Channelling Her Dreams for I CAN – Juliet’s Story
We were thrilled to hear that Speech and Language Therapist Juliet Finnis wanted to swim the English Channel for I CAN!
In the run-up to this massive challenge, we spoke to Juliet about her hopes for the swim and how she helps children with speech and language communication needs in her life.
What was the inspiration behind your desire to Swim the English Channel and how did you come up with the idea?
I’ve always been a swimmer ever since I was a child. I love the outdoors and I love swimming. It’s always been a dream of mine to swim the English Channel solo.
I joined a swimming club called ‘Serpentine Swimming Club’ in Hyde Park and some of their members have swam the English Channel too so it just all went from there!
How is your preparation going for it?
It’s going really well! I train 3-4 days a week at the moment. I do a mixture of long-distance swims, strength and conditioning work and gym sessions.
Why was I CAN the charity you wanted to fundraise for?
In my job, I work as a Speech and Language Therapist. In my day-to-day job, I help children with speech and language communication needs (SLCN).
I believe so much in I CAN’s mission in helping children and supporting parents.
It’s absolutely amazing work you do as a charity.
What do you hope to achieve with your
Swim and do you see yourself doing more challenges like this in the future?
Yes, definitely! I want to raise more awareness for children with SLCN and help I CAN in the process.
Just completing the challenge will be a big achievement.
Why do you think children who have SLCN should be a more important issue for parents and wider society?
Communication is a crucial part of life.
To get by in society and thrive, everyone needs to be able to communicate, so it’s a vital life skill. Language allows children to flourish in school.
It’s vital for reading, writing, learning, managing emotions and building relationships with others.
Raising awareness about communication is important for everybody, whether it be parents, teachers, teaching assistants etc.
Do you think there’s been any particular reason why it’s not come to the forefront sooner?
There’s a lack of awareness and training about communication difficulties such as developmental language disorder.
People tend to not know much about it or how it comes about.
In your role as a Speech and Language Therapist, what do you do yourself to help children with SLCN and raise awareness?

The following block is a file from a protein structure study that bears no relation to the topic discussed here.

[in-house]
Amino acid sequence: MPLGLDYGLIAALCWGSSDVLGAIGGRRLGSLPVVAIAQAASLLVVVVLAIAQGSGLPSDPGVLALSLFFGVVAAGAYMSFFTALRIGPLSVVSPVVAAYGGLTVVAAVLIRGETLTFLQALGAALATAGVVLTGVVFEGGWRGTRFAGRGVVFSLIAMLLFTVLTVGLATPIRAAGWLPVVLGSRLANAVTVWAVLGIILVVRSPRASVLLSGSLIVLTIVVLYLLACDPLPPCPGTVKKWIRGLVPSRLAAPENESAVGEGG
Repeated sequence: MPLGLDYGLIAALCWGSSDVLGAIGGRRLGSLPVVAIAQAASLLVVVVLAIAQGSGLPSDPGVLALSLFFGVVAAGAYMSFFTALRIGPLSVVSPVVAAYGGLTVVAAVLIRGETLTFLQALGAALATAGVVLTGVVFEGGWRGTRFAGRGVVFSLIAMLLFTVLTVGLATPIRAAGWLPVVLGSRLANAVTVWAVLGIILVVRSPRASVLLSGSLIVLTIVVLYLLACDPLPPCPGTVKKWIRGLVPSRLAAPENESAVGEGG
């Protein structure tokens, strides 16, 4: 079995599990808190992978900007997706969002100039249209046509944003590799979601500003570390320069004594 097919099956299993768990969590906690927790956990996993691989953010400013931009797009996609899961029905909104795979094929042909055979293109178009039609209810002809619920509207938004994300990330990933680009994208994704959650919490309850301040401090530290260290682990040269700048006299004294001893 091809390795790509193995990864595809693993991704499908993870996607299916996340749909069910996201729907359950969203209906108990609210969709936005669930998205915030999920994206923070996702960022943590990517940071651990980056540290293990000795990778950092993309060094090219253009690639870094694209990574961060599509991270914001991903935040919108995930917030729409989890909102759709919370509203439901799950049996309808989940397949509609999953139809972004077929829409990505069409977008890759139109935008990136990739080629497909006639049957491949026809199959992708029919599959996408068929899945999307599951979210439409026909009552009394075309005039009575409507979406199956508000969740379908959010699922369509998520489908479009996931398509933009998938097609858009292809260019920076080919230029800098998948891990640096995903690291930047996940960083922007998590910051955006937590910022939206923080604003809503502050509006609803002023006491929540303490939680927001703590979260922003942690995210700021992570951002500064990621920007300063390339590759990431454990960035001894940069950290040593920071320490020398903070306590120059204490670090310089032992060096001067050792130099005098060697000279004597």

I do quite a lot!
Firstly, I help raise awareness of communication difficulties through training teachers and teaching assistants on how to spot the signs of speech, language and communication problems in children.
I also train them in how to use particular interventions with the children in schools.
I enjoy working closely with parents and other professionals to achieve the best outcomes for the children.
Finally, I run programmes and interventions in schools so it’s a combination of training professionals and helping children directly.
If you could say, what would be the one thing you’d change to help children with SLCN?
Making more parents aware of the signs of speech and language difficulties in children would be the number one thing I’d want to change.
There should also be at least one speech and language therapist in every school as there’s a huge number of children with language and communication needs.
Also, I think more schools should teach communication skills to the children directly.
Additionally, what would be the one thing you’d want to change in your role as a speech and language therapist?
I spend a lot of time doing admin work which could be spent delivering interventions, which is common amongst lots of speech and language therapists.
If I could spend less time doing paperwork, I could deliver more direct therapy.
When you’ve worked with children, what progress have you seen them make and has that impacted on other areas of life?
Depending on the needs of the child, you see them make progress in different ways.
I work on their lisps, stammering, speech sound disorders, vocabulary, communication skills, attention and listening skills and speech and language disorders.
It can have a big impact on their lives, from building friendships to finding a job so it’s important we intervene and support them as much as possible.
Juliet will be beginning her swim in July!
If you’d like to support Juliet’s challenge, you can find out how to donate here!